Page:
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The Nord and Pas de Calais areaThe two departments of Nord (59) and Pas-de-Calais (62), formerly a region in their own right, are now joined with neighbouring Picardy as part of a new region called, rather surprisingly, "Hauts de France". Surprisingly because everywhere else in French names the word "Haut", implies altitude. This however is the lowest-lying of French regions, bordered on the north by the English Channel and the North Sea, on the northeast by Belgium, and on the south by Picardy..
This is the region of France that is most easily accessible for day trips or short breaks from the UK or Benelux countries.
HotelsIn historic terms, this area, the far north of France, covers most of what was once the French part of Flanders, and the old province of Artois. Yet if we are to be quite honest, it is not a area that people in France tend to think of in terms of tourism.
in Nord -
in Nord -
That being said, it is nevertheless a part of France that has plenty to offer in its own way: the "Cote d'Opale", or Opal Coast, is an attractive west-facing coast with chalk cliffs, elegant resorts, and many sandy beaches; inland there are many areas of unspoilt countryside, particularly in the Pas de Calais. The area has many interesting towns and cities starting with Lille, the regional capital, and one of the great historic cities of Flanders; other interesting towns include Arras, Saint-Omer, Boulogne, Douai and Valenciennes, and there are many more places and sites of interest.
One factor that is above all in favour of the Nord–Pas-de-Calais as a place to visit is its proximity to the densely populated areas of the south of England and the Low Countries. Lille is under two hours train journey from London by Eurostar, and Calais is even closer (though unfortunately few Eurostars from London actually stop there...). For anyone travelling by car from the UK, this region is very accessible for a weekend break or short stay, taking advantage of the cheap short-stay return fares offered by Eurotunnel and the Ferry companies.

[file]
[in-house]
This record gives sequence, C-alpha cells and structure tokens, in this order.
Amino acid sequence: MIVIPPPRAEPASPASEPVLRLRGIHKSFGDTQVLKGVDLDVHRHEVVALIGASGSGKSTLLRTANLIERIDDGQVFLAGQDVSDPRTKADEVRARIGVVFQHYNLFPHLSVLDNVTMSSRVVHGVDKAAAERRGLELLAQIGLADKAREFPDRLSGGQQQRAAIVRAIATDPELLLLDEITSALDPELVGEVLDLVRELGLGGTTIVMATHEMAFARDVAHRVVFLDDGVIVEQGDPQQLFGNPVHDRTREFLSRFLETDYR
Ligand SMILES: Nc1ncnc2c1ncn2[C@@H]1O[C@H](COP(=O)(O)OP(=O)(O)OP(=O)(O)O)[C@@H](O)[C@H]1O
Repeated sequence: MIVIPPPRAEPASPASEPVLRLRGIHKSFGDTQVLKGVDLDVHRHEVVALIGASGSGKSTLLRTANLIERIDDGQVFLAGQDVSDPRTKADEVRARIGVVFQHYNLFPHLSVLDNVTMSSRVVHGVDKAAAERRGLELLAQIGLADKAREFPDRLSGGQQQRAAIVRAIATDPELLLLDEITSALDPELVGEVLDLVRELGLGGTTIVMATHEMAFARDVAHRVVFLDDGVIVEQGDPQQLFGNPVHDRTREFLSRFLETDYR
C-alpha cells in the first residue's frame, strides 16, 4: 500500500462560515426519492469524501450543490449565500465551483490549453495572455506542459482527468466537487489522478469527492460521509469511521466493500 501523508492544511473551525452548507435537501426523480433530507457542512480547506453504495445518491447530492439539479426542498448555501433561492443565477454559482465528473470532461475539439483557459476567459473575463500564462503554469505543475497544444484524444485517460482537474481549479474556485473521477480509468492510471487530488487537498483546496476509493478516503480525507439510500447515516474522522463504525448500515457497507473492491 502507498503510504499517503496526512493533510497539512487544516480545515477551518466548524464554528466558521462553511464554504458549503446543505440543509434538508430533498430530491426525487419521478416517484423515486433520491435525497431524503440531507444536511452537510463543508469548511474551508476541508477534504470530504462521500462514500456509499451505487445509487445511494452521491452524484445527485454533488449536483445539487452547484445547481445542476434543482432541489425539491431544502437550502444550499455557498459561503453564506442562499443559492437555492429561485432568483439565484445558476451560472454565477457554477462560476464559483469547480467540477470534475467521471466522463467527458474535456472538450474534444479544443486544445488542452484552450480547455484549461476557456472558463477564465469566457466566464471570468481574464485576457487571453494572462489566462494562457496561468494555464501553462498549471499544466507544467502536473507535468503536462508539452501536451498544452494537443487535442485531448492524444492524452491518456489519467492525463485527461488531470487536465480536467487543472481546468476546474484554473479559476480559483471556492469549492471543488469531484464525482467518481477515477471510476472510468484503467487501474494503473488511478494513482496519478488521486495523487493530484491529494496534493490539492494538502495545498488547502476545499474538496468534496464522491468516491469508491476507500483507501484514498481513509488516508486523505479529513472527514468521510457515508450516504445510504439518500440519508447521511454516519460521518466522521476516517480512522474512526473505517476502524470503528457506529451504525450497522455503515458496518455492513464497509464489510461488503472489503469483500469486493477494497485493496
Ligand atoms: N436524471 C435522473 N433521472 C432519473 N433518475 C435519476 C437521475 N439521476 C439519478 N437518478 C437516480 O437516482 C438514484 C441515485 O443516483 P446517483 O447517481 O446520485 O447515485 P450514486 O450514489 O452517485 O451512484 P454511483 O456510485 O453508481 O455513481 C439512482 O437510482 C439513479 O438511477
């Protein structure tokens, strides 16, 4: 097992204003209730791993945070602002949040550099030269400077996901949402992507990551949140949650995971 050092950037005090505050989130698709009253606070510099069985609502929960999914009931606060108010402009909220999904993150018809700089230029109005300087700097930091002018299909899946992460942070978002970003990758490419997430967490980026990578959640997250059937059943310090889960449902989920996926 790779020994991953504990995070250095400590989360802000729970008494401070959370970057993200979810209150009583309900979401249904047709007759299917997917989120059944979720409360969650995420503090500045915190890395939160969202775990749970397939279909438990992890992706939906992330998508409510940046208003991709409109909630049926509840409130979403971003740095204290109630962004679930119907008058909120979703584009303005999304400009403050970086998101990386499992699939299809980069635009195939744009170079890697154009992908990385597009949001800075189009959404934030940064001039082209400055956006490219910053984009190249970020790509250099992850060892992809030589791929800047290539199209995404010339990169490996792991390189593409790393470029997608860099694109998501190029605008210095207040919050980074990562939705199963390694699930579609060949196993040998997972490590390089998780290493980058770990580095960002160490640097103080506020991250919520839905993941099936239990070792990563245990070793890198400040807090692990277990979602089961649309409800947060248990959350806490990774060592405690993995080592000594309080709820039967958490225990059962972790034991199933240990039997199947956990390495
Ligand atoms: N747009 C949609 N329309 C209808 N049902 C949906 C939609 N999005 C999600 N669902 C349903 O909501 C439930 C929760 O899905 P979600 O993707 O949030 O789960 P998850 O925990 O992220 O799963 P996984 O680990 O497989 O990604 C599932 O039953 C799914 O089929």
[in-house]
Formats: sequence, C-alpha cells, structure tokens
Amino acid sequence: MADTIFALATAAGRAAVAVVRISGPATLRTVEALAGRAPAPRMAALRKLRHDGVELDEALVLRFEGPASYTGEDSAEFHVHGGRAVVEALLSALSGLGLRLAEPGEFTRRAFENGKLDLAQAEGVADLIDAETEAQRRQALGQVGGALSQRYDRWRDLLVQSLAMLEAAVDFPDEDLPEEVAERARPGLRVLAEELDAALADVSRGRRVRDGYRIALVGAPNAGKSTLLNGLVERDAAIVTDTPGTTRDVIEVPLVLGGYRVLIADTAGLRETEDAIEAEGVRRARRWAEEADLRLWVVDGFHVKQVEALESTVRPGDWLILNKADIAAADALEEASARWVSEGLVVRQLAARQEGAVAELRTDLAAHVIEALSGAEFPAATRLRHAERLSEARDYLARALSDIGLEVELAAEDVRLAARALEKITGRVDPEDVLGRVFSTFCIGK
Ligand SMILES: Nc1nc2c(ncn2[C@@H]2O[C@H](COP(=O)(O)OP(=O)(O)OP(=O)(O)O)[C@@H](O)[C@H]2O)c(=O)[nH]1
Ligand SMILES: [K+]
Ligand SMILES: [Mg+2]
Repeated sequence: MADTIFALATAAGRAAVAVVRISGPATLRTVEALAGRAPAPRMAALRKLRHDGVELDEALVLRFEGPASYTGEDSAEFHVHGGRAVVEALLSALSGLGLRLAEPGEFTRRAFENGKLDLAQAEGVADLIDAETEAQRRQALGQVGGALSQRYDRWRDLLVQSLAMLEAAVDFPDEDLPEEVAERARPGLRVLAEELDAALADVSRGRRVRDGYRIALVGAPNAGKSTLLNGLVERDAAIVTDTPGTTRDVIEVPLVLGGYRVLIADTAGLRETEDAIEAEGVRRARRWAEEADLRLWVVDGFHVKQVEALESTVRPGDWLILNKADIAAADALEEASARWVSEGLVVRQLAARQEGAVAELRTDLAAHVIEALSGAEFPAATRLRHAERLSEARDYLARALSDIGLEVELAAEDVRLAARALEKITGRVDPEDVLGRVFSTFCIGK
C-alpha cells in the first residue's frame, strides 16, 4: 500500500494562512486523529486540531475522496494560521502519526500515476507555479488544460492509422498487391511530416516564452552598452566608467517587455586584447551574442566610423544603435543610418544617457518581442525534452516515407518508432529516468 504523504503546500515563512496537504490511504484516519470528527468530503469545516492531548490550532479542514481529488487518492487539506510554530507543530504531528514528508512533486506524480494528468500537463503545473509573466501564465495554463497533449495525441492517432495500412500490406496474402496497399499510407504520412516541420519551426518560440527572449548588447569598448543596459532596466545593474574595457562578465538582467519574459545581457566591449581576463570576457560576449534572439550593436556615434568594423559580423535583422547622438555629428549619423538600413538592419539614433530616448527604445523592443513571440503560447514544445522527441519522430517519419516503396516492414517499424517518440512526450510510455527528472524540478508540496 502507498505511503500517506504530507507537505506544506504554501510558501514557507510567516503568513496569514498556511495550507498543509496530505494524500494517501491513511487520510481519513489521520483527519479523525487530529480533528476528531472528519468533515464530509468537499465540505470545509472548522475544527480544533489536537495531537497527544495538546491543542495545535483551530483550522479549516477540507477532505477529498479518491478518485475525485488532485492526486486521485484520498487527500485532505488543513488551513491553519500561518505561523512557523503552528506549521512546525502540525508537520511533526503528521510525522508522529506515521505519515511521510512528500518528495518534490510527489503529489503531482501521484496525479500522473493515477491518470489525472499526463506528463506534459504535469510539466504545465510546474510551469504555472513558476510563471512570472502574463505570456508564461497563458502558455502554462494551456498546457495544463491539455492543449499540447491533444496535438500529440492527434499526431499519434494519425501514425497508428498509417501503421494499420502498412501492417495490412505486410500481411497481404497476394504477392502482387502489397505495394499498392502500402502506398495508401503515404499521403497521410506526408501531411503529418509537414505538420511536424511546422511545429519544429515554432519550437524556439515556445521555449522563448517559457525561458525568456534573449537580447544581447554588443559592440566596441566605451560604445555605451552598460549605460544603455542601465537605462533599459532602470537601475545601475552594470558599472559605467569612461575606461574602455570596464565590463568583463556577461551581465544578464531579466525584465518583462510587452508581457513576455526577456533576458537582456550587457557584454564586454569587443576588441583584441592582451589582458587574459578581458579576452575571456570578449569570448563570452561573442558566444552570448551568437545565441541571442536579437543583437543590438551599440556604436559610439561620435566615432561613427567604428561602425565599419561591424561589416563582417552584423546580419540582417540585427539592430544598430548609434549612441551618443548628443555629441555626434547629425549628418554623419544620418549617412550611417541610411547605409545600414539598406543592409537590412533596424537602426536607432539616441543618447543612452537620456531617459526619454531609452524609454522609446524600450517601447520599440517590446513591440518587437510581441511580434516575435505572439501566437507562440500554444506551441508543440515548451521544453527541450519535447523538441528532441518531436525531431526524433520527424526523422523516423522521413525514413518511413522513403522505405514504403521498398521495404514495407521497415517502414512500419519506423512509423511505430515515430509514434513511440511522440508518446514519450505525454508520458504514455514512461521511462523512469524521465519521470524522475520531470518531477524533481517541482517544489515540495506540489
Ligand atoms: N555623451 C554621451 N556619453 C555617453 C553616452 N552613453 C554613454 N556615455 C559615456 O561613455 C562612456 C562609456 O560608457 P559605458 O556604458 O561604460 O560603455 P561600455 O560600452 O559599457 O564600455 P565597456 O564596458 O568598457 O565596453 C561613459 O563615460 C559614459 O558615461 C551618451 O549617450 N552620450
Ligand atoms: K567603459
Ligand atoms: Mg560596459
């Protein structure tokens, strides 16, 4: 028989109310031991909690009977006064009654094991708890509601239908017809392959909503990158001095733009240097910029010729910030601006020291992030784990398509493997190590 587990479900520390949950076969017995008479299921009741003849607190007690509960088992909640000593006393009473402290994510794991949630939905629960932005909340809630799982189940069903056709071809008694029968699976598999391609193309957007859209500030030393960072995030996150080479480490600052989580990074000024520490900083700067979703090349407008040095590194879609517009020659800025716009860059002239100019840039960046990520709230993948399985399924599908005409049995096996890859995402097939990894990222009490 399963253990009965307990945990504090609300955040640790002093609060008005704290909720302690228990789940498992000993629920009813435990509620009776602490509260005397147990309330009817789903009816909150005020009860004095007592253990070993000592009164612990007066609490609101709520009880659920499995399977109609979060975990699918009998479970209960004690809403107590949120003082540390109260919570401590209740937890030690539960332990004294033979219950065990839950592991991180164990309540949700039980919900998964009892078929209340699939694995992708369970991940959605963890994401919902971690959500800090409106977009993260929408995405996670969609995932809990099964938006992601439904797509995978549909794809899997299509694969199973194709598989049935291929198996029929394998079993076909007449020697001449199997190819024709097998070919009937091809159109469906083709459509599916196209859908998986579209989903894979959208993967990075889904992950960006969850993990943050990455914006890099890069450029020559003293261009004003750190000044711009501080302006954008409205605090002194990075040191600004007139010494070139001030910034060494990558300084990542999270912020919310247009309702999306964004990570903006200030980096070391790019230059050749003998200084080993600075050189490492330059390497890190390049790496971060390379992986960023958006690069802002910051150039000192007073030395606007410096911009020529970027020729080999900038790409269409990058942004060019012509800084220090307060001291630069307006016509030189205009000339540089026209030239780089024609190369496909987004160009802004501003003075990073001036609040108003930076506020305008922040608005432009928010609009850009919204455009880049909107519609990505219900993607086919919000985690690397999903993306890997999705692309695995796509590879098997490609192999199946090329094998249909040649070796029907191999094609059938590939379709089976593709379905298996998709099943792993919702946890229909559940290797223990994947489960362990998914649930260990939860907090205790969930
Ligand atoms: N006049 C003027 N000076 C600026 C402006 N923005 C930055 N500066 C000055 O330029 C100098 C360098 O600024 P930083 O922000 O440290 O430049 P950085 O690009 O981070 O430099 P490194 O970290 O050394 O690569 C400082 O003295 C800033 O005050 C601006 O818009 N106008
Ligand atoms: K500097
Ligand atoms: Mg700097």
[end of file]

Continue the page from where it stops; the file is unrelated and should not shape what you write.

Flanders and Artois were areas that lay historically at the heart of Europe; before becoming definitively a part of France under the terms of the Treaty of Utrecht in 1713, this region had been fought over by the French, the English, the Austrians, the Spanish and the Dutch. More recently, it was a region that witnessed the terrific carnage of trench warfare in the Great War (see WW1 sites and map), and the the evacuation of Dunkirk in the Second World War.
If the region was much fought over in past centuries, one of the reasons was its wealth. This part of France has fine agricultural land, mostly flat or with gently rolling hills, like the South Downs in England: it was part of the great European cloth-weaving area, and the weavers and tapestry-makers of Lille, Arras and Valenciennes were famed throughout Europe. The fine historic squares of Lille and Arras bear witness to a prosperous past, as do the great belfries and fine churches of towns like St. Quentin and Douai.
But it was in the nineteenth century that this part of France built its modern identity. From its weaving tradition grew a modern textile industry, powered by the area's plentiful underground resources of coal; and from that grew much more. Nord-Pas-de-Calais - and notably the department of the Nord - was for a long time France's great industrial heartland. Lille was to France what Birmingham was to England, the capital and hub of a seething industrial complex covering mining, cotton, tranformation industries, transport and agriculture. It grew to be, and is to this day, the most densely populated region of France outside the Paris region.